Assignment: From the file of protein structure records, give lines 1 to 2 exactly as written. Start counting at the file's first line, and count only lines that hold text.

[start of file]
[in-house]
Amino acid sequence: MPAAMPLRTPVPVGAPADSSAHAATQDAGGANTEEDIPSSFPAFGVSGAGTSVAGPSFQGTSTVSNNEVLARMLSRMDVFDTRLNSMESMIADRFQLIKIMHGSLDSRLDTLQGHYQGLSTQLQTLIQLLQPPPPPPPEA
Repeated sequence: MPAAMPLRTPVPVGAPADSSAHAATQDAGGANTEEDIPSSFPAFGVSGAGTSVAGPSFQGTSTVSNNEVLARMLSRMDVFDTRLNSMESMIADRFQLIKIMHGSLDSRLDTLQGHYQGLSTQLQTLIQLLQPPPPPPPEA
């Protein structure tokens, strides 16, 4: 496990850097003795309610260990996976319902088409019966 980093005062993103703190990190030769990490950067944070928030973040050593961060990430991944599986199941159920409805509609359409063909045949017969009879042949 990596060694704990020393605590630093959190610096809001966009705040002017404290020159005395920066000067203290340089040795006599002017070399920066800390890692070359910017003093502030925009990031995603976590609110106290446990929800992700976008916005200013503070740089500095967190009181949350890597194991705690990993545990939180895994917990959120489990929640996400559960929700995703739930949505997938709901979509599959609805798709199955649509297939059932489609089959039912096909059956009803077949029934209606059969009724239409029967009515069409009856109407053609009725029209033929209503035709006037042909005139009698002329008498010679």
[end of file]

[in-house]
Amino acid sequence: MPAAMPLRTPVPVGAPADSSAHAATQDAGGANTEEDIPSSFPAFGVSGAGTSVAGPSFQGTSTVSNNEVLARMLSRMDVFDTRLNSMESMIADRFQLIKIMHGSLDSRLDTLQGHYQGLSTQLQTLIQLLQPPPPPPPEA